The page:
There is no known cure for Duchenne muscular dystrophy. Treatment aims to control symptoms to maximize quality of life. Gene therapy may become available in the future.
Activity is encouraged. Inactivity (such as bedrest) can worsen the muscle disease. Physical therapy may be helpful to maintain muscle strength and function. Orthopedic appliances (such as braces and wheelchairs) may improve mobility and the ability to care for yourself.
You can ease the stress of illness by joining a support group where members share common experiences and problems. See muscular dystrophy – support group. The Muscular Dystrophy Association is an excellent source of information on this disease.
Duchenne muscular dystrophy leads to quickly worsening disability. Death usually occurs by age 25, typically from lung disorders.
- Congestive heart failure (rare)
- Heart arrhythmias (rare)
- Mental impairment (varies, usually minimal)
- Permanent, progressive disability
- Decreased mobility
- Decreased ability to care for self
- Pneumonia or other respiratory infections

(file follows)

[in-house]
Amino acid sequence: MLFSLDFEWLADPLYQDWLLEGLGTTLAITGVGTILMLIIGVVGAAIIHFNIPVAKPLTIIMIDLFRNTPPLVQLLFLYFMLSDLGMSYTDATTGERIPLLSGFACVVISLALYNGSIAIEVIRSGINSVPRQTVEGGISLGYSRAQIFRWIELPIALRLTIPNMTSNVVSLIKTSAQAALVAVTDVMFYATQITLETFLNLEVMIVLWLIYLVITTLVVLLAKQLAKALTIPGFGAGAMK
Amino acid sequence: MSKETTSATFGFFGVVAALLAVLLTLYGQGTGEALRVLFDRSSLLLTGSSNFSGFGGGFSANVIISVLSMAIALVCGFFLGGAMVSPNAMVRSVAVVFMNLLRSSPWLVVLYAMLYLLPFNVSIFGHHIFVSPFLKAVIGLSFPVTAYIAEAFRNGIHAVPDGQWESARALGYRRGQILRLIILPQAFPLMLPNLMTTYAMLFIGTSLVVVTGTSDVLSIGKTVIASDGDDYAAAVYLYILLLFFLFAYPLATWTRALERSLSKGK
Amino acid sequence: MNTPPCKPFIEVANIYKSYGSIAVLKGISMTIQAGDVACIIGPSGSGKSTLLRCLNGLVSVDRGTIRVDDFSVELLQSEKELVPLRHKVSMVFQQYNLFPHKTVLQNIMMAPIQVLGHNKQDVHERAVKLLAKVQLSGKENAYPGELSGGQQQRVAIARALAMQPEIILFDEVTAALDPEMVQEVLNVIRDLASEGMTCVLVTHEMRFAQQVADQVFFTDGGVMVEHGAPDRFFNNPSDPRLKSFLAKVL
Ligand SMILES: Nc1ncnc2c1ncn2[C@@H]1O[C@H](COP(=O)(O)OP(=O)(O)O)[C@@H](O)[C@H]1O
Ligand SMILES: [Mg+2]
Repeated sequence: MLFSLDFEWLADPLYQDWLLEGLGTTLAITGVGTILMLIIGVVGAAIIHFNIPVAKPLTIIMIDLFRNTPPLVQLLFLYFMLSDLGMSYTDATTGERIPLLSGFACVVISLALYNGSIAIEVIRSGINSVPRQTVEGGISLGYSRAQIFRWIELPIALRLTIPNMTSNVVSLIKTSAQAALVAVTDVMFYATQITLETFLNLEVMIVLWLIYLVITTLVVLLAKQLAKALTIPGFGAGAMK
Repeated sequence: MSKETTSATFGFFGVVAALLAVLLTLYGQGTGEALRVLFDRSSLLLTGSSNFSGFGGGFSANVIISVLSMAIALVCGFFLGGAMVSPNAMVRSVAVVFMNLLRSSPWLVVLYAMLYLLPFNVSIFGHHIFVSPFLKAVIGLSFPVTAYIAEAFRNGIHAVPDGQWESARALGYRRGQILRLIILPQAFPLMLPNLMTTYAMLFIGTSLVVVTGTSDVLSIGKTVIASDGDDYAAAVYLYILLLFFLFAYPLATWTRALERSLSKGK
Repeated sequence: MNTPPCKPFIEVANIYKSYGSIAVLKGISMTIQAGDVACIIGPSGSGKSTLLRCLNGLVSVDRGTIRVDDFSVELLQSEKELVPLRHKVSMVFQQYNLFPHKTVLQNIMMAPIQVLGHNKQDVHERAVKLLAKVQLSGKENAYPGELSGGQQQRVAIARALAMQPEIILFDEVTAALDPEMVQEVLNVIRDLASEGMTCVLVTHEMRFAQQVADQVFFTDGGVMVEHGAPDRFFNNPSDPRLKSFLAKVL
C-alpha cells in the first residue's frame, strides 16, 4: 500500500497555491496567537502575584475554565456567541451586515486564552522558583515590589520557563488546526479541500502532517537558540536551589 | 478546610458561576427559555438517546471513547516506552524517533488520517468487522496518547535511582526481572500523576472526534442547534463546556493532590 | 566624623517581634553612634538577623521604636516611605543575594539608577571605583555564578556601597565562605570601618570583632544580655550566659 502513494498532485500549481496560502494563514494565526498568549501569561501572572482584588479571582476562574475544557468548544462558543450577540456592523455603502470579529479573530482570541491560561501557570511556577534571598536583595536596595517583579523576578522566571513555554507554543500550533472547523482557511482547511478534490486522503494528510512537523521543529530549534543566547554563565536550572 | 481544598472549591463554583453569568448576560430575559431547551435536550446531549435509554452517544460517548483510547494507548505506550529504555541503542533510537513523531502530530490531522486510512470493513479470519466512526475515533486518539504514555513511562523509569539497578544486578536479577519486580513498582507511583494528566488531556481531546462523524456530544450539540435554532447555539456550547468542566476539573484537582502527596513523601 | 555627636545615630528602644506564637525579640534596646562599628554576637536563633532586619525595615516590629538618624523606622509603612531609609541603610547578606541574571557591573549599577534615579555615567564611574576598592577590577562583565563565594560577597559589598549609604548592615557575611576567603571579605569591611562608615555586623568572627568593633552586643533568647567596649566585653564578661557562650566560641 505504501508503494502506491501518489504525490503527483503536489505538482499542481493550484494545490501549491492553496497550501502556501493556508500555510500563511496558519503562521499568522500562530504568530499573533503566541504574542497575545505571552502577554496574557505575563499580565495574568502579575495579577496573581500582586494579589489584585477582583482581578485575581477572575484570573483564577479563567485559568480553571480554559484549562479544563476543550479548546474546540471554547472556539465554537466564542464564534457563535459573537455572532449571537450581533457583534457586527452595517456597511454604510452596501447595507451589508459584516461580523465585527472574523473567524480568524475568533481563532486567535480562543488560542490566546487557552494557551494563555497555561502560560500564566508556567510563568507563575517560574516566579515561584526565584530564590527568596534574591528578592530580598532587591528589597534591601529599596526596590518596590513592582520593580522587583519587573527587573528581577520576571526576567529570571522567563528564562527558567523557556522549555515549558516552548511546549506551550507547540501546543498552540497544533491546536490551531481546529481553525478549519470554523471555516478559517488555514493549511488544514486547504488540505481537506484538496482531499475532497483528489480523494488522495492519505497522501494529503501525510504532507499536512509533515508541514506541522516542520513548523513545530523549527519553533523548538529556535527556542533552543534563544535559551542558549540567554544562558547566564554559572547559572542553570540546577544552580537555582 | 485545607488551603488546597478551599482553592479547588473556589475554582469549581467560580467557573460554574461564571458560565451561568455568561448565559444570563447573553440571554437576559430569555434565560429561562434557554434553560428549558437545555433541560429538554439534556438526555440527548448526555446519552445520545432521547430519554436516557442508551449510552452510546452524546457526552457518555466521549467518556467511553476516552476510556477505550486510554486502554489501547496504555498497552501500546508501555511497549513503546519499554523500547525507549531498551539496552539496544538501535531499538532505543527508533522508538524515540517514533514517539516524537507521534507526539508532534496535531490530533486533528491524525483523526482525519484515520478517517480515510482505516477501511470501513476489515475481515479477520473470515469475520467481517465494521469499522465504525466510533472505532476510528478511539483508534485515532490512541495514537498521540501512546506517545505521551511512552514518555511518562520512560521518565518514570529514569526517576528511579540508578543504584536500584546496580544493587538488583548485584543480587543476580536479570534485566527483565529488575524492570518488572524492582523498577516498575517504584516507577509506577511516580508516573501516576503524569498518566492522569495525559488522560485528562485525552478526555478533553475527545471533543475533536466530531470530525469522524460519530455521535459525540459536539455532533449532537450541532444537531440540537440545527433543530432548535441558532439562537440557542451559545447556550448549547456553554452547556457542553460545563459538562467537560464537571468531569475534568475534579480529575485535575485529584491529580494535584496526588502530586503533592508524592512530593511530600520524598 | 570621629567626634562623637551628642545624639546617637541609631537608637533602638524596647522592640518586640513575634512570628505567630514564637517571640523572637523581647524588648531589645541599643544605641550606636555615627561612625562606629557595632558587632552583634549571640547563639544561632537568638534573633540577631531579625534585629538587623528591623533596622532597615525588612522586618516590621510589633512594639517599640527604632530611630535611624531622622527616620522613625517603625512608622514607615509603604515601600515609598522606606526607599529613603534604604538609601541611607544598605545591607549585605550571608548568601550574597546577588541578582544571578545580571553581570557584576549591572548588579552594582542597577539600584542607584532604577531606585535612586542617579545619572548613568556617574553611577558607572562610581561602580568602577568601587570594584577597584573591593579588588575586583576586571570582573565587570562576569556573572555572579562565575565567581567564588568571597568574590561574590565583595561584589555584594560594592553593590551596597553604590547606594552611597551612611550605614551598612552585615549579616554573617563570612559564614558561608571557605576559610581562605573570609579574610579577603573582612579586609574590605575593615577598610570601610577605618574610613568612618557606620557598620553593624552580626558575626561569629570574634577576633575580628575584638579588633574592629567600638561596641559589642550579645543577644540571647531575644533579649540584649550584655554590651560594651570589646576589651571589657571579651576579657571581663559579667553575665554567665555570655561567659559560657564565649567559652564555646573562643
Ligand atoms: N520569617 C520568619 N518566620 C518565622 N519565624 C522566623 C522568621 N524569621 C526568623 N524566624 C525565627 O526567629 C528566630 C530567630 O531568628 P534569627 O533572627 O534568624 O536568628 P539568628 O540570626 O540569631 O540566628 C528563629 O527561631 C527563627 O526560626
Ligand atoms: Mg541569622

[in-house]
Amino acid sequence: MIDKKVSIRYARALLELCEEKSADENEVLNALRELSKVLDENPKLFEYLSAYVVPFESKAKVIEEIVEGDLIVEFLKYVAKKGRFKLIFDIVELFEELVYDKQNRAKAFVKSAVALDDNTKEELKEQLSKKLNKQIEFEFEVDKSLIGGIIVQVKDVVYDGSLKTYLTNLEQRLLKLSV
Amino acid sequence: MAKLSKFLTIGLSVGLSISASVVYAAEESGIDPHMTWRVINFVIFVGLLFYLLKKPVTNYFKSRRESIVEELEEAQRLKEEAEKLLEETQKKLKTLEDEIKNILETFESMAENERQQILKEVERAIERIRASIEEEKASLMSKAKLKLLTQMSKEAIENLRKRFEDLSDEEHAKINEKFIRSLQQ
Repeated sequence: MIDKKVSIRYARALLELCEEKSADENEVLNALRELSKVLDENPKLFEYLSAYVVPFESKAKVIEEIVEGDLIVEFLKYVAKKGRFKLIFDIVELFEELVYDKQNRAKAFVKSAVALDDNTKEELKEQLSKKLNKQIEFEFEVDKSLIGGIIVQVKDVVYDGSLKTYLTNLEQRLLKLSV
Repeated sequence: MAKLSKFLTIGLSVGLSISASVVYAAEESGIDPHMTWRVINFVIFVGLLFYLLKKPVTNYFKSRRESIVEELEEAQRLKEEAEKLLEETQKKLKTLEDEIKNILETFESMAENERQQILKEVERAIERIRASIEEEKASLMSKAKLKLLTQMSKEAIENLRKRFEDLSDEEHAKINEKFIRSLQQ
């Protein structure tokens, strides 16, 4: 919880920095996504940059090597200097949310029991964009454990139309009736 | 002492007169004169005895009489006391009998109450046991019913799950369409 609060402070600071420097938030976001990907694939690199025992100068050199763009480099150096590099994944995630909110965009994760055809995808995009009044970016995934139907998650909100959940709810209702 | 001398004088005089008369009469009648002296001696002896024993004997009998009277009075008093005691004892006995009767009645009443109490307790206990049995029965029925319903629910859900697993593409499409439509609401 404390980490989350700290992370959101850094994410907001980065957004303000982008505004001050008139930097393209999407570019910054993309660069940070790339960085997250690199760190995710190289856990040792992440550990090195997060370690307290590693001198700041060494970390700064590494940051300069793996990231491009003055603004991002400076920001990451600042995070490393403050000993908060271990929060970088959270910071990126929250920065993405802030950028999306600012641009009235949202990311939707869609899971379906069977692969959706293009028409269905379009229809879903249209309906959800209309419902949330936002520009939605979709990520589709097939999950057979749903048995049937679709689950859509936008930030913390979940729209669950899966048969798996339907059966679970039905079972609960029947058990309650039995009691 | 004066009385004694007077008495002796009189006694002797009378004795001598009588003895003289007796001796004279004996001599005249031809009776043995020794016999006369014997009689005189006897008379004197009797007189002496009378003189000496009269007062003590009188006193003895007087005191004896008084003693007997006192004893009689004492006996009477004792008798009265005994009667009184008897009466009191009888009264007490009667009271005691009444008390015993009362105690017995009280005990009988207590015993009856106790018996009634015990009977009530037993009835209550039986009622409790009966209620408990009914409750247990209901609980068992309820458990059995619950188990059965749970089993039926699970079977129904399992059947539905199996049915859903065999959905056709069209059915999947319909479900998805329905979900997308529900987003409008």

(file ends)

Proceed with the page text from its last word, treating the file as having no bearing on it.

- Respiratory failure
Calling Your Health Care Provider
Call your health care provider if:
- Your child has symptoms of Duchenne muscular dystrophy
- Symptoms worsen, or new symptoms develop, particularly fever with cough or breathing difficulties
Review Date : 3/9/2010
Reviewed By : Neil K. Kaneshiro, MD, MHA, Clinical Assistant Professor of Pediatrics, University of Washington School of Medicine; Daniel B. Hoch, PhD, MD, Assistant Professor of Neurology, Harvard Medical School, Department of Neurology, Massachusetts General Hospital. Also reviewed by David Zieve, MD, MHA, Medical Director, A.D.A.M., Inc.
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